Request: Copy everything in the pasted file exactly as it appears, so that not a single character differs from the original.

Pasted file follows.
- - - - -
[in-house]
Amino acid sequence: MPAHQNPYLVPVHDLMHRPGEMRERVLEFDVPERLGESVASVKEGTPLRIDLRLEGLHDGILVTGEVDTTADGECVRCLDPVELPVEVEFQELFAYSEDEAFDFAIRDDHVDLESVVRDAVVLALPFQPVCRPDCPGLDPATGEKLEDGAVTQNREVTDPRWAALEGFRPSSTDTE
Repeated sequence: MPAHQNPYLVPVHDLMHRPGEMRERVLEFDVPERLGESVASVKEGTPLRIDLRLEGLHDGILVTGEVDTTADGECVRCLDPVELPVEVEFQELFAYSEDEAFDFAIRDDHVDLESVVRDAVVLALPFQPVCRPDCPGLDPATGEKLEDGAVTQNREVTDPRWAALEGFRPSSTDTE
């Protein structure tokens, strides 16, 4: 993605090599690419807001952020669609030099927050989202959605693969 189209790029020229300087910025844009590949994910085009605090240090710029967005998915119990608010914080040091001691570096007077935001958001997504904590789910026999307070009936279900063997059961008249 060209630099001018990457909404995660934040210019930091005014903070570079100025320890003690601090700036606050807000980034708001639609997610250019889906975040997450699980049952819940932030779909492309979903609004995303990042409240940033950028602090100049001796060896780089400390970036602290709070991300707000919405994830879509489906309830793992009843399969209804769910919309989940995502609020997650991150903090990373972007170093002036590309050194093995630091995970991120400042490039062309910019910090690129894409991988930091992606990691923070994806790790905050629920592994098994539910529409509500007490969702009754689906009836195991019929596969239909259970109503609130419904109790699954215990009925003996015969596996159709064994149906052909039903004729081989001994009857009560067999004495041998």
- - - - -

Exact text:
[in-house]
Amino acid sequence: MPAHQNPYLVPVHDLMHRPGEMRERVLEFDVPERLGESVASVKEGTPLRIDLRLEGLHDGILVTGEVDTTADGECVRCLDPVELPVEVEFQELFAYSEDEAFDFAIRDDHVDLESVVRDAVVLALPFQPVCRPDCPGLDPATGEKLEDGAVTQNREVTDPRWAALEGFRPSSTDTE
Repeated sequence: MPAHQNPYLVPVHDLMHRPGEMRERVLEFDVPERLGESVASVKEGTPLRIDLRLEGLHDGILVTGEVDTTADGECVRCLDPVELPVEVEFQELFAYSEDEAFDFAIRDDHVDLESVVRDAVVLALPFQPVCRPDCPGLDPATGEKLEDGAVTQNREVTDPRWAALEGFRPSSTDTE
């Protein structure tokens, strides 16, 4: 993605090599690419807001952020669609030099927050989202959605693969 189209790029020229300087910025844009590949994910085009605090240090710029967005998915119990608010914080040091001691570096007077935001958001997504904590789910026999307070009936279900063997059961008249 060209630099001018990457909404995660934040210019930091005014903070570079100025320890003690601090700036606050807000980034708001639609997610250019889906975040997450699980049952819940932030779909492309979903609004995303990042409240940033950028602090100049001796060896780089400390970036602290709070991300707000919405994830879509489906309830793992009843399969209804769910919309989940995502609020997650991150903090990373972007170093002036590309050194093995630091995970991120400042490039062309910019910090690129894409991988930091992606990691923070994806790790905050629920592994098994539910529409509500007490969702009754689906009836195991019929596969239909259970109503609130419904109790699954215990009925003996015969596996159709064994149906052909039903004729081989001994009857009560067999004495041998």